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If we bounce a ball in ideal conditions, so after each bounce it retains only 1/4 of the original kinetic energy, then the time between bounces diminishes in half after each bounce. This will predict that the ball will be at rest at time=2, after enduring an infinite number of bounces (a variation of the zeno paradox).

But contrary to zeno paradox, here the bounces can in principle be physically measured. If we limit our discussion to the newtonian framework, does it make sense that the ball will bounce an infinite number of times? or is this an example of the failure of Newtonian mechanics because it predicts infinities?

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    $\begingroup$ Maybe it’s a failure of the model to have enough detail to represent reality? The ball isn’t a point, the speed of sound in the ball isn’t infinite, etc. $\endgroup$ Dec 22, 2019 at 16:05
  • $\begingroup$ @BobJacobsen what you said makes sense, but I was thinking ideal newtonian mechanics in which those issues should not appear. Let us say it is a point particle. Well, still the bouncing cannot happen at unlimited short times I guess $\endgroup$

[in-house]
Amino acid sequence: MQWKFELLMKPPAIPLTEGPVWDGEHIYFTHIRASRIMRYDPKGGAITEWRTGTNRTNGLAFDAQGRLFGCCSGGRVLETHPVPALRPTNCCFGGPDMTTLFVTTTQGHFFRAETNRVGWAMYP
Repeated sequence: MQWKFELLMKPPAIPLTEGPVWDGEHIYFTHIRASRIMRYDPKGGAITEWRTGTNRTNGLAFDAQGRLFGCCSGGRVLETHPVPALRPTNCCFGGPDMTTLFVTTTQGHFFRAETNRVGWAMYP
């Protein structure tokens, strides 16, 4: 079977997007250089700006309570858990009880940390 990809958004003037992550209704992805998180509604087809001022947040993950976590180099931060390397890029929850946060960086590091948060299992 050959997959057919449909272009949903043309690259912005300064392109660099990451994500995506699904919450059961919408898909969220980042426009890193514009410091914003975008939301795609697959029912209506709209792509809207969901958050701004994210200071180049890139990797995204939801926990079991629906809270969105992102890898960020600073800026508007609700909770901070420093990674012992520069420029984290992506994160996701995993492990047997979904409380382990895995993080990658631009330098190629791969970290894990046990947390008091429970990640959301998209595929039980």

– user65081
    Dec 22, 2019 at 16:38
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    $\begingroup$ @BobJacobsen: That should be an answer. $\endgroup$
    – user4552
    Dec 22, 2019 at 16:42
  • $\begingroup$ if you assume "ideal conditions" in a "newtonian framework" what would cause in each bounce to have the kinetic energy to be 1/4 of the previous one? Do you consider dissipation to be part of the ideal conditions within a newtonian framework? $\endgroup$
    – hyportnex
    Dec 22, 2019 at 17:39
  • $\begingroup$ @hyportnex yes, they are inelastic bounces $\endgroup$
    – user65081
    Dec 22, 2019 at 18:33

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Following the comments of @hyportnex and Bob, I believe that the problem cannot be idealized properly without introducing inconsistent forces during the bouncing, that is, increased forces as the bounce becomes smaller. The question was motived by the thompson lamp supertask which some claimed to have solved by using and ball connecting circuits that require halving times between bounces.https://plato.stanford.edu/entries/spacetime-supertasks/#MissLimiThomLamp

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    $\begingroup$ I do not believe that a real lamp behaves that way, you cannot turn off or turn on a real lamp within an infinitely short time, so the Zeno paradox cannot be applied that way. I am not sure about this and just thinking but this kind of paradoxes reminds me of the paradoxes one may get with singular perturbation where small quantitative changes create completely different qualitative changes in behavior. $\endgroup$
    – hyportnex
    Dec 22, 2019 at 19:08

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